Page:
On one hand, a biological resource system should be avoided because they are large and energy intensive. On the other hand, it is likely necessary due to the complex biochemical requirements of humans.
Recycling O2 and H2O are technically easy. But we do not live on O2 and H2O alone. There are many essential micro- and macro- nutrients which must be provided. But “essential” is species-specific and there is no assurance we know them all. There may be, for instance, a coenzyme we have yet to identify. Sending humans on a prolonged space voyage with a synthetic diet would be a perfect way to discover “space scurvy”.
Algae is a promising “Space Food” since it can be grown from inputs of inorganic salts, CO2 and light. Since algae are metabolically vastly more sophisticated than humans, there is a reasonable chance they manufacture the mystery micronutrients we have yet to discover.
Besides palatability problems, there are significant resource problems growing algae in space.
They are energy inefficient. Only about 12% of incident light is captured. They require a “Goldilocks” range of light intensity. Too much is toxic. Too little and they don’t photosynthesize. Solar radiation is very difficult to utilize for a light source, so the bioreactor becomes a significant drain on spacecraft electrical supply.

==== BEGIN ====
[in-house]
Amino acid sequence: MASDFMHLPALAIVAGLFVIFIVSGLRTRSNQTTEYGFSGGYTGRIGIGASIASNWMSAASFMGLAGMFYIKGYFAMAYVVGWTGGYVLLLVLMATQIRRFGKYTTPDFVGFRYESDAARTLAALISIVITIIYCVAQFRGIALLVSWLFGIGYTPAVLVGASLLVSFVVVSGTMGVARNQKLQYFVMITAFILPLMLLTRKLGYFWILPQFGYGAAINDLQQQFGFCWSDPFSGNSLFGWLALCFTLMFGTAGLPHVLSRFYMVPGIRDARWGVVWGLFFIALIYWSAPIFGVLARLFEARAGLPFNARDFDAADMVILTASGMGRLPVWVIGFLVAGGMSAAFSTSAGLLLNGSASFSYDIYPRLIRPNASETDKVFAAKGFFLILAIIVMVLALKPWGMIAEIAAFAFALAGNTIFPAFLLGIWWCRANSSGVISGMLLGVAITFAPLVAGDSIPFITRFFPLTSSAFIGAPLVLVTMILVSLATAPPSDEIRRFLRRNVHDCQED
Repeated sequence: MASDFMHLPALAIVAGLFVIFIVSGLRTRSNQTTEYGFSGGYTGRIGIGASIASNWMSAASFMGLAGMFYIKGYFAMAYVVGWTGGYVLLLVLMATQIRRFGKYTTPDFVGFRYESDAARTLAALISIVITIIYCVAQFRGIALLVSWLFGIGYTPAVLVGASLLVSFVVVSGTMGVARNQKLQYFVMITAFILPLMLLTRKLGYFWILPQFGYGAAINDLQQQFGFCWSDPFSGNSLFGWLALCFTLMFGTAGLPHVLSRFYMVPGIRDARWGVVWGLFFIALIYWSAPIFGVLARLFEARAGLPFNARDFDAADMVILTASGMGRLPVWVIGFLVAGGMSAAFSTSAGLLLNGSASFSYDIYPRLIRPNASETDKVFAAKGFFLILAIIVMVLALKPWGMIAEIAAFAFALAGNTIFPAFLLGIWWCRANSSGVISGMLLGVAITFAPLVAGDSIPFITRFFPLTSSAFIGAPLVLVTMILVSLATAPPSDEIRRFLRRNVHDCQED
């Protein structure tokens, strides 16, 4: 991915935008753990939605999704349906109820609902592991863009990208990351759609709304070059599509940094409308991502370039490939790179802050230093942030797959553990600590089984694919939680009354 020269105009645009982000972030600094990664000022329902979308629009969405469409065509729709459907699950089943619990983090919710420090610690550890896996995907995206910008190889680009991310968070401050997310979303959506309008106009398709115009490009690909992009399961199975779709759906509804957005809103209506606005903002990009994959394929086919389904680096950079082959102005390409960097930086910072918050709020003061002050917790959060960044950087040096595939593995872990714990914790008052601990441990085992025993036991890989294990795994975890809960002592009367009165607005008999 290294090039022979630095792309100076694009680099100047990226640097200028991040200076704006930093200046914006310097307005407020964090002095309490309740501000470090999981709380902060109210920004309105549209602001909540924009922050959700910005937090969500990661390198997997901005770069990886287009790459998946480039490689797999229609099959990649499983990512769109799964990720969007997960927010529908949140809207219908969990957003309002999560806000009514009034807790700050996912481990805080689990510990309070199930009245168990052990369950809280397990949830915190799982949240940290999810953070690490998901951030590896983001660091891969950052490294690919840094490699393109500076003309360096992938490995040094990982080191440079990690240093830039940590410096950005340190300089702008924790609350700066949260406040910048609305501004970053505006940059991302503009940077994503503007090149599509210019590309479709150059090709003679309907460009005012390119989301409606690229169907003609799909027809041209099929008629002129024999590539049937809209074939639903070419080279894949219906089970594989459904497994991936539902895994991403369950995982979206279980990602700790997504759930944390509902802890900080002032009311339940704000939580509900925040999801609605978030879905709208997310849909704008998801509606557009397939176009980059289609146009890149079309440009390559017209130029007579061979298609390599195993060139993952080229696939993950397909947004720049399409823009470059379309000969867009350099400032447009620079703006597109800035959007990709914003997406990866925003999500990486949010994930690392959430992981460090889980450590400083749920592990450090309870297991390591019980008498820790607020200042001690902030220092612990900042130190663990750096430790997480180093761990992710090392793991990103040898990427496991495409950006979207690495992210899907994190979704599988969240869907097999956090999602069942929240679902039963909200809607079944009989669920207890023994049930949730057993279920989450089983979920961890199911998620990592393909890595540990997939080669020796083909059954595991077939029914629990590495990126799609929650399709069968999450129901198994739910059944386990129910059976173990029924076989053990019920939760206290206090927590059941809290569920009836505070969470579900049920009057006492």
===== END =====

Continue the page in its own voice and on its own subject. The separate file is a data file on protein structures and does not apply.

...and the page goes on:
Due to self-shading, algae require a narrow range of suspended concentration in the growth media. This means a significant mass of media is required.
I worked on a project to build an Earth-based algae system to generate medical oxygen for isolated clinics in developing countries. The system required a cubic meter (one metric ton) of media to provide O2 for a single person. This is similar growth media requirements as the algae demonstration in the ISS. https://www.nasa.gov/mission_pages/station/research/news/photobioreactor-better-life-support
Another problem is growing algae in zero-g. On earth, bubbles are a convenient way to segregate gasses from growth media and agitate the media. Bubbles don’t serve the same uses in space.